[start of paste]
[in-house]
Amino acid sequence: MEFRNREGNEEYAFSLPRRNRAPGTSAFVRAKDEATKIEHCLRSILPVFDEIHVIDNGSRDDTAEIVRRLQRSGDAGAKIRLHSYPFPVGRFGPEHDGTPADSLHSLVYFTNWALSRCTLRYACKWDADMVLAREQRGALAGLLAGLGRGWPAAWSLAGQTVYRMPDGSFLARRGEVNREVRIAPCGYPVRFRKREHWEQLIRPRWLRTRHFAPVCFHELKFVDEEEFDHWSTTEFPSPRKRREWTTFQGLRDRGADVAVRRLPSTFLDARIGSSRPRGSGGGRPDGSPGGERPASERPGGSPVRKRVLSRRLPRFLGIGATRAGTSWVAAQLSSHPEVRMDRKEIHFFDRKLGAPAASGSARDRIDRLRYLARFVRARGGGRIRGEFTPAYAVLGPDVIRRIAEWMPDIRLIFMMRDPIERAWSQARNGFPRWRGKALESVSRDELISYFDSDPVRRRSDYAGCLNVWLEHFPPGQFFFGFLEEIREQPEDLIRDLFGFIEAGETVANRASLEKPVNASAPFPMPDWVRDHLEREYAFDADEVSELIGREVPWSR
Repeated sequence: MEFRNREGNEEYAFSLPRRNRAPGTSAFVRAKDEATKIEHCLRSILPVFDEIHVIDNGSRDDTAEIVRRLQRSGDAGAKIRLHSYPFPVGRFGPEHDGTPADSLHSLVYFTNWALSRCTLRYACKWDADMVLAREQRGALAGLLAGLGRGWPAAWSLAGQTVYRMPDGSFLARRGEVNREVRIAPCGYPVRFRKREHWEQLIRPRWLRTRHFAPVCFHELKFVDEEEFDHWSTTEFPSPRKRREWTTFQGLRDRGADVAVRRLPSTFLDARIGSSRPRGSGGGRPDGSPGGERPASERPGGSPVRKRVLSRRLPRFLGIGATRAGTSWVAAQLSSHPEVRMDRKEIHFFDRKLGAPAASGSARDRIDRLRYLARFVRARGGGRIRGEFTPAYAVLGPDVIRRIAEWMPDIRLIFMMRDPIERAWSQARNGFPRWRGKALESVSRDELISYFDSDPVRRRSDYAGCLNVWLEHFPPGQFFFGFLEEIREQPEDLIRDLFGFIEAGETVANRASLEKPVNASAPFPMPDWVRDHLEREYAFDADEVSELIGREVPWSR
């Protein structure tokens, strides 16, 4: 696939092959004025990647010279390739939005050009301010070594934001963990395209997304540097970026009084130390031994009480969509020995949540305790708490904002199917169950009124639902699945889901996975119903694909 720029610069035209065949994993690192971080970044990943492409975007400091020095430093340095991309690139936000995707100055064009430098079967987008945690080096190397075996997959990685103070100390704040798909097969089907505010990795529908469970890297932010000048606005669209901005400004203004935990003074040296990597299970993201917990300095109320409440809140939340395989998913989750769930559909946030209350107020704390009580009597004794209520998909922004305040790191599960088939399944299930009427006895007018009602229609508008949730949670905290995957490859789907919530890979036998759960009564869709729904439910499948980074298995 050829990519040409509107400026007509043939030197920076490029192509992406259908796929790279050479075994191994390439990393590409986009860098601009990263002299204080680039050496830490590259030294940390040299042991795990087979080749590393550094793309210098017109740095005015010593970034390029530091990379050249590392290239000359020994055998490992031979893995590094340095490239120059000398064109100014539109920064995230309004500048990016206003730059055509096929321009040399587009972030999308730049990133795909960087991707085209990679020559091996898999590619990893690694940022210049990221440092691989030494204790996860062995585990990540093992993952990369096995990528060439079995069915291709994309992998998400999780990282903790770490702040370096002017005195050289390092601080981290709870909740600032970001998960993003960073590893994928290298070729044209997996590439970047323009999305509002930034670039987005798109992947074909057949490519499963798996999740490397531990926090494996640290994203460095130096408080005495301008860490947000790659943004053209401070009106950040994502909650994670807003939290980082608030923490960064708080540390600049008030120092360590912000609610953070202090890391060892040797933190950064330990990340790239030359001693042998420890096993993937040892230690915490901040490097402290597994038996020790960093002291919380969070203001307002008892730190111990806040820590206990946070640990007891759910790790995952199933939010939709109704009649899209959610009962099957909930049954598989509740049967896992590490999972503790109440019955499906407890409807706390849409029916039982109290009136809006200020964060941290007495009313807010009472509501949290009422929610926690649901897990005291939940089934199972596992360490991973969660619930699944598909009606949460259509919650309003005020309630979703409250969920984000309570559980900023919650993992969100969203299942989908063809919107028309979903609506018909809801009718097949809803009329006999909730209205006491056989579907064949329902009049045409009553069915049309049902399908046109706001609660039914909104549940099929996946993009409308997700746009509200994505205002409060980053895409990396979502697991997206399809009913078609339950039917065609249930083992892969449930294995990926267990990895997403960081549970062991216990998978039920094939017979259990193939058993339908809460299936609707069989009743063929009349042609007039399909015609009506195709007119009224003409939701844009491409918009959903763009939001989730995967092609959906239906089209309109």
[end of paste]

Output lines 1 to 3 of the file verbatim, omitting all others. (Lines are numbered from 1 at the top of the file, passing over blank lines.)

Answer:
[in-house]
Amino acid sequence: MEFRNREGNEEYAFSLPRRNRAPGTSAFVRAKDEATKIEHCLRSILPVFDEIHVIDNGSRDDTAEIVRRLQRSGDAGAKIRLHSYPFPVGRFGPEHDGTPADSLHSLVYFTNWALSRCTLRYACKWDADMVLAREQRGALAGLLAGLGRGWPAAWSLAGQTVYRMPDGSFLARRGEVNREVRIAPCGYPVRFRKREHWEQLIRPRWLRTRHFAPVCFHELKFVDEEEFDHWSTTEFPSPRKRREWTTFQGLRDRGADVAVRRLPSTFLDARIGSSRPRGSGGGRPDGSPGGERPASERPGGSPVRKRVLSRRLPRFLGIGATRAGTSWVAAQLSSHPEVRMDRKEIHFFDRKLGAPAASGSARDRIDRLRYLARFVRARGGGRIRGEFTPAYAVLGPDVIRRIAEWMPDIRLIFMMRDPIERAWSQARNGFPRWRGKALESVSRDELISYFDSDPVRRRSDYAGCLNVWLEHFPPGQFFFGFLEEIREQPEDLIRDLFGFIEAGETVANRASLEKPVNASAPFPMPDWVRDHLEREYAFDADEVSELIGREVPWSR
Repeated sequence: MEFRNREGNEEYAFSLPRRNRAPGTSAFVRAKDEATKIEHCLRSILPVFDEIHVIDNGSRDDTAEIVRRLQRSGDAGAKIRLHSYPFPVGRFGPEHDGTPADSLHSLVYFTNWALSRCTLRYACKWDADMVLAREQRGALAGLLAGLGRGWPAAWSLAGQTVYRMPDGSFLARRGEVNREVRIAPCGYPVRFRKREHWEQLIRPRWLRTRHFAPVCFHELKFVDEEEFDHWSTTEFPSPRKRREWTTFQGLRDRGADVAVRRLPSTFLDARIGSSRPRGSGGGRPDGSPGGERPASERPGGSPVRKRVLSRRLPRFLGIGATRAGTSWVAAQLSSHPEVRMDRKEIHFFDRKLGAPAASGSARDRIDRLRYLARFVRARGGGRIRGEFTPAYAVLGPDVIRRIAEWMPDIRLIFMMRDPIERAWSQARNGFPRWRGKALESVSRDELISYFDSDPVRRRSDYAGCLNVWLEHFPPGQFFFGFLEEIREQPEDLIRDLFGFIEAGETVANRASLEKPVNASAPFPMPDWVRDHLEREYAFDADEVSELIGREVPWSR